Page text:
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Prednisolone plus paracetamol (acetaminophen) was as effective as indomethacin plus paracetamol but had fewer adverse effects in acute gout-like arthritis

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In patients with acute gout-like arthritis, what is the analgesic efficacy of prednisolone plus paracetamol compared with indomethacin plus paracetamol?

Man CY, Cheung IT, Cameron PA, et al. Comparison of oral prednisolone/paracetamol and oral indomethacin/paracetamol combination therapy in the treatment of acute goutlike arthritis: a double-blind, randomized, controlled trial. Ann Emerg Med 2007;49:670–7.

Clinical impact ratings GP/FP/Primary care ★★★★★★⋆ IM/Ambulatory care ★★★★★★★ Emergency medicine ★★★★★★⋆ Rheumatology ★★★★★⋆⋆


Embedded ImageDesign:

randomised placebo controlled trial.

Embedded ImageAllocation:


Embedded ImageBlinding:

blinded (patients and {healthcare providers}*).†

Embedded ImageFollow-up period:

14 days.

Embedded ImageSetting:

an emergency department (ED) of a large teaching hospital in Hong Kong, China.

Embedded ImagePatients:

90 patients >17 years of age (mean age 65 y, 82% men) with acute gouty arthritis who presented to the ED within 3 days of pain onset and had ⩾1 of the following: metatarsal-phalangeal joint involvement; knee or ankle joint involvement and aspirate containing crystals; or typical gouty arthritis, with either gouty tophi or previous joint aspiration confirming the diagnosis of gout. Exclusion criteria included clinical suspicion of sepsis or other joint disease, significant comorbidity, renal insufficiency, bleeding disorder, dementia or confusion, active gastrointestinal symptoms, warfarin use, and allergy to study drug.

Embedded ImageIntervention:

patients in the prednisolone group (n = 44) initially received an intramuscular placebo (IM) injection (3 ml), six 5 mg tablets of prednisolone, indomethacin placebo, and paracetamol, 1 g. Patients were then given a prescription for 5 days of oral therapy with prednisolone (30 mg/d), paracetamol (1 g every 6 h as required), and indomethacin placebo. In the indomethacin group (n = 46), patients initially received an IM injection of diclofenac, 3 ml, 75 mg; oral indomethacin, 50 mg; paracetamol, 1 g; and placebo. Patients were then given a prescription for indomethacin (50 mg orally every 8 h for 2 d and 25 mg every 8 h for another 3 d), prednisolone placebo, and paracetamol (1 g every 6 h) as required. Other analgesics were given as required.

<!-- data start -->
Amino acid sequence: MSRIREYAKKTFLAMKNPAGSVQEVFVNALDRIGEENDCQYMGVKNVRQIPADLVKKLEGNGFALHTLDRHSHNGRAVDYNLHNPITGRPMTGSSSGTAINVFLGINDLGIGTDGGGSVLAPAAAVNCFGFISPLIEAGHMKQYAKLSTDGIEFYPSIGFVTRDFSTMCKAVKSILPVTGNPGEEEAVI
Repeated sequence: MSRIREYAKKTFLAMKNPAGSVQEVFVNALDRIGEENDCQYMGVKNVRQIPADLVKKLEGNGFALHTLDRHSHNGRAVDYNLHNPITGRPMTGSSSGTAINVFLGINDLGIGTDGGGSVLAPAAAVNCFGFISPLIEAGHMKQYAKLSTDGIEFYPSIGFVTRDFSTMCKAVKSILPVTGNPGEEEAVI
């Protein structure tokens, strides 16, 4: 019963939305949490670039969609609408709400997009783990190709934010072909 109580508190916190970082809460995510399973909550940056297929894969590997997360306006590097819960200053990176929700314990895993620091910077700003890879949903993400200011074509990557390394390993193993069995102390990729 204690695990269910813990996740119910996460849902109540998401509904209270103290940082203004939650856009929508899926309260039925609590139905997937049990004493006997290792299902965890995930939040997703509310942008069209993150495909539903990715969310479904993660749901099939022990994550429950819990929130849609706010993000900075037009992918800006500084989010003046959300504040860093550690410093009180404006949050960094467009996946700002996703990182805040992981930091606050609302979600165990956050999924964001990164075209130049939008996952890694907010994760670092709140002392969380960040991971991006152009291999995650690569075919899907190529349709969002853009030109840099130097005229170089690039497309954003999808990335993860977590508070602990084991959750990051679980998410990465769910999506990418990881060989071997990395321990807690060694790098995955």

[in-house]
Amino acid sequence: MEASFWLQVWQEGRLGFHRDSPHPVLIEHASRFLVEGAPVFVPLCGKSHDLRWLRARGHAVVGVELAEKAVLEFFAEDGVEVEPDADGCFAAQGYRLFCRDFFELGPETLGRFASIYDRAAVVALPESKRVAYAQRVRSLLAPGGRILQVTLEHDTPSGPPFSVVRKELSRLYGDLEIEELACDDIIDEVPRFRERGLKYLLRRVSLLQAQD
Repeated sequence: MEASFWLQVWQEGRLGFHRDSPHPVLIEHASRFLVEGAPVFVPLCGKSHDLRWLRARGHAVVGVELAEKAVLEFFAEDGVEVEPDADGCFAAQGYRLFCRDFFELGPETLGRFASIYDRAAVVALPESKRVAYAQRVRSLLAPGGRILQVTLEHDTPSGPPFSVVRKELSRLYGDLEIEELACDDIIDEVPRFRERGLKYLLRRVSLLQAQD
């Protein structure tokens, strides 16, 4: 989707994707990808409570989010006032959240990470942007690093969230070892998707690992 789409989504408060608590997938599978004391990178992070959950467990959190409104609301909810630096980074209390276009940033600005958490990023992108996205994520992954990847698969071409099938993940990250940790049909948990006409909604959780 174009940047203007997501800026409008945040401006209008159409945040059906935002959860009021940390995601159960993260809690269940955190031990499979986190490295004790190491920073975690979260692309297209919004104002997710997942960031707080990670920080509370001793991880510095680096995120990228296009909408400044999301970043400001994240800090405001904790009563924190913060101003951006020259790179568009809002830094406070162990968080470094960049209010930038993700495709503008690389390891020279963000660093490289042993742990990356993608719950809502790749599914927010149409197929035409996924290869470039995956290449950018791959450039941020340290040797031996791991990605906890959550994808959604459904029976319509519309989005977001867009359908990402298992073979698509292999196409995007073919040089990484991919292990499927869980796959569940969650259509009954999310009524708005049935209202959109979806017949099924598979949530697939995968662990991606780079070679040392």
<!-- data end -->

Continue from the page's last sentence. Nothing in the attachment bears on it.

Embedded ImageOutcomes:

pain relief at rest and with activity, and adverse events.

Embedded ImagePatient follow-up:

100% (intention to treat).

*Information provided by author.

†See glossary.


During the ED phase, groups did not differ for mean pain scores. During follow-up, the prednisolone group had a slightly greater decrease in mean pain scores than the indomethacin group (table), but these differences were small. More patients in the indomethacin group experienced adverse effects (table).


In relieving the pain of acute gout-like arthritis, oral prednisolone plus paracetamol was as effective as indomethacin plus paracetamol but had fewer adverse effects.

Prednisolone (pred) v indomethacin (ind) each added to paracetamol for acute gout-like arthritis*


The study by Man et al is a well designed, randomised, double-blind study comparing oral prednisolone plus paracetamol with indomethacin plus paracetamol in an ED setting. The authors concluded that the 2 treatment modalities were equally effective in relieving pain, but the prednisolone regimen caused fewer side effects. A limitation of the study is that the authors looked only at short-term acute side effects and did not follow the patients long enough to determine if they developed long-term toxicity from the drugs (eg, steroid-induced avascular necrosis of the femoral head). In addition, the prednisolone group required significantly more acetaminophen than the indomethacin group, an average of 10.3 g compared with 6.4 g, respectively. One would, therefore, be concerned about possible acetaminophen toxicity.

It is unclear why the authors decided to use indomethacin as comparison drug. Although it is used in the treatment of gout, indomethacin is known to produce significant toxicity,1 and a different non-steroidal anti-inflammatory drug (NSAID) may have been a better choice. Along these lines, etoricoxib, a new cyclooxygenase-2 inhibitor, has been shown to be as effective as indomethacin and less toxic in treating acute gouty attacks.2 In conclusion, oral prednisolone appears to be superior to indomethacin in treating acute gout, but whether it is superior to other NSAIDs still needs to be determined.


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  • Source of funding: no external funding.